Michio Kaku
Professor of Theoretical Physics, CUNY

“An Atom Smasher in the Garage”

“An Atom Smasher in the Garage”

Thanks to a myopic Congress, the U.S. now lags behind Europe in particle physics research. If only our politicians were as enterprising as the young Michio Kaku, who tried to build a homemade supercollider.

Michio Kaku

Michio Kaku is a futurist, popularizer of science, and theoretical physicist, as well as a bestselling author and the host of two radio programs. He is the co-founder of string field theory (a branch of string theory), and continues Einstein’s search to unite the four fundamental forces of nature into one unified theory. He holds the Henry Semat Chair and Professorship in theoretical physics and a joint appointment at City College of New York and the Graduate Center of C.U.N.Y. He is also a visiting professor at the Institute for Advanced Study in Princeton and is a Fellow of the American Physical Society.

Kaku launched his Big Think blog, "Dr. Kaku's Universe," in March 2010.


Question: How could the existence of hyperspace be definitively proven?

Michio Kaku: The idea of hyperspace. The idea of higher dimensions, unseen universes beyond length, width, and height, is not just idle dinner table conversation. We're not spending over $10 billion building the Large Hadron Collider, an atom smasher outside Geneva, Switzerland. Now, when I was a kid, I have my first taste of atom smashing because when I was a kid, I decided to do a Science Fair project. First of all, I was working with anti-matter in high school, photographing brilliant tracks of anti-matter inside my magnetic field that I built. Then one day, I wanted to create my own beam of anti-matter. Not just photograph it, but actually manipulate it.

So, I went to my mom one day and I said, "Mom, can I have permission to build a 2.3 million volt atom smasher betatronic accelerator in my garage?" And she kind of stared at me and said, "An atom smasher in the garage? I mean, sure. Why not? And don't forget to take out the garbage." So, I took out the garbage and I went to Westinghouse and I got 400 pounds of transformer steel, 22 miles of copper wire, and we wound a 6 kilowatt, 10,000 gauss magnetic field on the high school football field. I put 22 pounds of copper wire on the goal post, gave the wire to my mother. My mother ran to the 50-yard line, gave the wire to my father and he ran to the goal post, and we wound 22 miles of copper wire on the high school football field. Finally, it was ready. It was my proudest achievement, this 400 pound, 6 kw, 10,000 gauss magnetic field in a 2.3 million volt electronic accelerator.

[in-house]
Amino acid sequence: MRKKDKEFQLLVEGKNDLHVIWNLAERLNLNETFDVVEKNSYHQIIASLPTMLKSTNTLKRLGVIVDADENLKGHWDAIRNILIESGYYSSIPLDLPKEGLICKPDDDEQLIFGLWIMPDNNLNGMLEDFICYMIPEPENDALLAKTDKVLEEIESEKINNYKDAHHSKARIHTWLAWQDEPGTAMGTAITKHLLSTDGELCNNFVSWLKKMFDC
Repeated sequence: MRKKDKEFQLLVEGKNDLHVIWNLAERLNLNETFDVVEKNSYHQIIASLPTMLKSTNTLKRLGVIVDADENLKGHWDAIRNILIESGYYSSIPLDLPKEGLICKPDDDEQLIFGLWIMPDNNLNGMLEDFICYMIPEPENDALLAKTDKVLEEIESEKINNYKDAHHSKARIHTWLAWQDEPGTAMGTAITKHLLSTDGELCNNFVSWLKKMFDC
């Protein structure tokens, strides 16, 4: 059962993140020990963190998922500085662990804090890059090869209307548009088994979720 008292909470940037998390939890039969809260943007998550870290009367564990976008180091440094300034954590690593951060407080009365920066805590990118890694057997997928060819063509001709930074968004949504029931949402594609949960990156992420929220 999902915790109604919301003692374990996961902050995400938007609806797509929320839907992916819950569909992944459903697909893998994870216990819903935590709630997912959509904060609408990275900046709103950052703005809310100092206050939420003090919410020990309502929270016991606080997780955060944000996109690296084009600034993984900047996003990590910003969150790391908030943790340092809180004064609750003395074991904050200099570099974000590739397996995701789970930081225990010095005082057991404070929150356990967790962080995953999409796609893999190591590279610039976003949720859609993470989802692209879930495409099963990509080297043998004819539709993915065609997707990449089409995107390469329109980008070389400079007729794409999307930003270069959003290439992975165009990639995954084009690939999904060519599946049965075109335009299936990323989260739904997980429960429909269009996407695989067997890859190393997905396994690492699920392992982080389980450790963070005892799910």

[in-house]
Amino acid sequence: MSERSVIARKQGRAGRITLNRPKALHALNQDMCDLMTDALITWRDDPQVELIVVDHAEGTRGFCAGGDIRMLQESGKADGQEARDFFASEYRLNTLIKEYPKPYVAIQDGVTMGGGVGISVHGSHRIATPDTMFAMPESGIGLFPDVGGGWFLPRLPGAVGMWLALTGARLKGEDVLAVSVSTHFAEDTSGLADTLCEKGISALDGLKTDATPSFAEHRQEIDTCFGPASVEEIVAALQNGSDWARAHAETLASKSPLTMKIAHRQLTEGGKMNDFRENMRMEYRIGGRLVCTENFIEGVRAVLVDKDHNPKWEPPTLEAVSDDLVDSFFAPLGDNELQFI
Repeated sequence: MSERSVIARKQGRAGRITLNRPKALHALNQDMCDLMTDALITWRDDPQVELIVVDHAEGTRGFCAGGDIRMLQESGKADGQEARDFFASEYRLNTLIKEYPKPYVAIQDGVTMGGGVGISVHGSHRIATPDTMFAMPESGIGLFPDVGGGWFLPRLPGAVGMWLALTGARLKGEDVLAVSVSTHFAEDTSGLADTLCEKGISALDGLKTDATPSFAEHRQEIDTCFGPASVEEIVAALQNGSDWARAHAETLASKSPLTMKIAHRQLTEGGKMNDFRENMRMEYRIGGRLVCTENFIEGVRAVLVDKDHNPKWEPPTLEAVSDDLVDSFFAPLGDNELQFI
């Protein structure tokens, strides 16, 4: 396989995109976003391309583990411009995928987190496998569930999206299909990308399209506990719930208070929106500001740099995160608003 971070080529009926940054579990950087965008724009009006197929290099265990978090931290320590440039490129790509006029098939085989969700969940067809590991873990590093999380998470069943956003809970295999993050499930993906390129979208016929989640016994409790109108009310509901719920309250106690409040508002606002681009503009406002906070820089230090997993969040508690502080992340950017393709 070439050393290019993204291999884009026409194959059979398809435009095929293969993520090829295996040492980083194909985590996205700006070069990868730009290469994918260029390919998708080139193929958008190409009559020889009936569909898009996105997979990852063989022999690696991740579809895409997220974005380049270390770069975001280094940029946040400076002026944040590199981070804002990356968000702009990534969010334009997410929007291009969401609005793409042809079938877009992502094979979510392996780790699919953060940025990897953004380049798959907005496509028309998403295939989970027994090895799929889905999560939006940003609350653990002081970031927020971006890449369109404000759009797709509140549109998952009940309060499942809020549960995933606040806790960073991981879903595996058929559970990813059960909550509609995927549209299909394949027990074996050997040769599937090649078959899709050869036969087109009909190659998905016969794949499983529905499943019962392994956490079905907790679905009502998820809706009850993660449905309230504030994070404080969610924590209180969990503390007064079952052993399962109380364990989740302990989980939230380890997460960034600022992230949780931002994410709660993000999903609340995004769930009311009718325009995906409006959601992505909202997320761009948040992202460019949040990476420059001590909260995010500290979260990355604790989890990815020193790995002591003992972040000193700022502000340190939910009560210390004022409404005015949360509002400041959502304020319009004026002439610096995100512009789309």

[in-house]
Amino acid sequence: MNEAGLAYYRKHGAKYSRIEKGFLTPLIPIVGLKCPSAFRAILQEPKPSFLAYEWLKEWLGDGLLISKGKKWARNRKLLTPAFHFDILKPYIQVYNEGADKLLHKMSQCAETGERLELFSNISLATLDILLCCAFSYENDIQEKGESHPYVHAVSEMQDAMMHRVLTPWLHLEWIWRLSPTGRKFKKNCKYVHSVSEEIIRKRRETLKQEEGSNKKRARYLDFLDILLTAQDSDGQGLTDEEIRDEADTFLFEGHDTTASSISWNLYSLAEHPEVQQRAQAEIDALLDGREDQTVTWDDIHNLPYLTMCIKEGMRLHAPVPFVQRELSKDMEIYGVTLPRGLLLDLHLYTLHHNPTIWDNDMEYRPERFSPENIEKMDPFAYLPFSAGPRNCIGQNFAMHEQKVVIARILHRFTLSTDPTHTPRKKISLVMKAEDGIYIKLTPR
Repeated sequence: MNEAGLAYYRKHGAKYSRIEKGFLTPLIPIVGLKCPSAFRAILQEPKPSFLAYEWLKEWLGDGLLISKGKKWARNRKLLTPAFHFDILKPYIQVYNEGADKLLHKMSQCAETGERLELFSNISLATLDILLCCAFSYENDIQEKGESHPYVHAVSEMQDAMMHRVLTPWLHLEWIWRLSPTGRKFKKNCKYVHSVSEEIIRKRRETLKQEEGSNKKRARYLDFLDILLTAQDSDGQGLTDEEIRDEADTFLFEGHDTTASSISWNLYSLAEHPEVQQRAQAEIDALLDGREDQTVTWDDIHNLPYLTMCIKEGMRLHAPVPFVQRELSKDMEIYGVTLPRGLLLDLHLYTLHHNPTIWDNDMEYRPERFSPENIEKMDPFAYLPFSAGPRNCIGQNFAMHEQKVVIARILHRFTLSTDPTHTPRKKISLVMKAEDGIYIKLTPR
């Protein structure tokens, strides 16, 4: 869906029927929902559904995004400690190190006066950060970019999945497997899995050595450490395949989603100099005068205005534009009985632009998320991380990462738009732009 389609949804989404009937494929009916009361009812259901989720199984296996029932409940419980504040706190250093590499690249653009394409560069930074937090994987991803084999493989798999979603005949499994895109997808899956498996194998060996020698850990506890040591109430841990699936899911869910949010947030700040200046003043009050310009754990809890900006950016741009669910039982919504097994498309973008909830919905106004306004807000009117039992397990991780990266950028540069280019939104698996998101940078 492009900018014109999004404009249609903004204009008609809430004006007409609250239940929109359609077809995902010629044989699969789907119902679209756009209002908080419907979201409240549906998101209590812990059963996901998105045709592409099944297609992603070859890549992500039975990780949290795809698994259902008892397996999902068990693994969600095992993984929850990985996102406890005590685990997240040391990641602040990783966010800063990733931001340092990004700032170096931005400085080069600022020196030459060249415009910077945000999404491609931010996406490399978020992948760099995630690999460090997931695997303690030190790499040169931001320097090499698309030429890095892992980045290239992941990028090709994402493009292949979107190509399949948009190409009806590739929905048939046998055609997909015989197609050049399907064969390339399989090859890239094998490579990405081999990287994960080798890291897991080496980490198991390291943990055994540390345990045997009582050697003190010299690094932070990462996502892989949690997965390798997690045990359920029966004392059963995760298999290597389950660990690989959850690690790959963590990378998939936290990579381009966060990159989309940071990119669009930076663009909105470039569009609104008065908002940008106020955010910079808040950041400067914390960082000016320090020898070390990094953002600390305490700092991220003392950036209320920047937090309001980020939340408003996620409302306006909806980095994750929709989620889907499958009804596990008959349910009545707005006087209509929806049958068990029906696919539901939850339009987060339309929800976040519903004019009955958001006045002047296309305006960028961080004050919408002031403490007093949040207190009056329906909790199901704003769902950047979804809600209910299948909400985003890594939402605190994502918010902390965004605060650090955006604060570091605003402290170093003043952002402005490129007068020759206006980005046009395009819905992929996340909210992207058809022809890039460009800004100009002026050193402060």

I closed my eyes, I plugged my ears, I plugged in the wall socket into the garage circuit, and I heard this pop, pop, pop sound as I blew out every single circuit breaker in the house. Wow! My poor mom. She had come back from a hard day's work to see all the lights flicker and die. And then she would say, "Where's the fuses?"

Well, I imagine that my mother would say to herself, "Why couldn't I have a son who plays basketball? Maybe if I buy him a baseball, and for God's sake, why can't he find a nice Japanese girlfriend? Why does he build these machines in the garage?" Well that machine was an atom smasher. And now the biggest atom smasher of all time is being built outside Geneva, Switzerland. It is 17 miles in circumference. You need a car to actually go around this gigantic device. And it will help recreate a piece of creation.

Well, some people ask the question, why are the European countries building the Large Hadron Collider? Are we losing the edge? What about an American machine. Well, hey. Let's be frank about it. We had our chance and we blew it. Back in the 1990's, President Ronald Reagan and others had a vision. Why not create the largest colossal atom smasher outside the city of Dallas. Well everything was all set, funding was initiated, but in 1993 the machine was cancelled. A machine, a supercollider many times bigger then the Hadron Collider outside Geneva, Switzerland.

Well, what happened? Many things happened, but on the last day of hearings in Congress, one Congressman asked a physicist, "Are we going to find God with your machine? If so, I will vote for it." Well, the poor physicist didn't know what to say. So, he collected his thoughts and said, "We will find the Higgs Boson." Well, you could almost hear all the jaws hit the floor of the United States Congress. $11 billion for another goddamned sub-atomic particle. Well, the role was taken a few days later and the machine was cancelled. Congress gave us $1 billion to dig this gigantic hole in the ground outside Dallas, they cancelled the machine, and they gave us a second billion dollars to fill up the hole. I can't think of anything more stupid than giving us $2 billion to dig a hole and to fill it up again. But hey, that's the government.

Well, since then, we physicists have been racking our brains asking ourselves the question, what should we have said? This will happen again. Our NSF budgets, our science budgets, our Department of Energy budgets. All of them will depend on the taxpayers. So, what should we have said? Well, I don't know. But I would have said the following. I would have said, "God, by whatever signs or symbols you ascribe to the deity, this machine, the supercollider will take us as close as humanly possible to his, or her, greatest creation and that is, genesis. This is a Genesis Machine. It will recreate, on a microscopic scale, perhaps the most glorious event in the history of the universe. Its birth." Unfortunately, we said, "Higgs Boson." So, our machine was cancelled and America is no longer on the cutting edge of the most basic research in physics.

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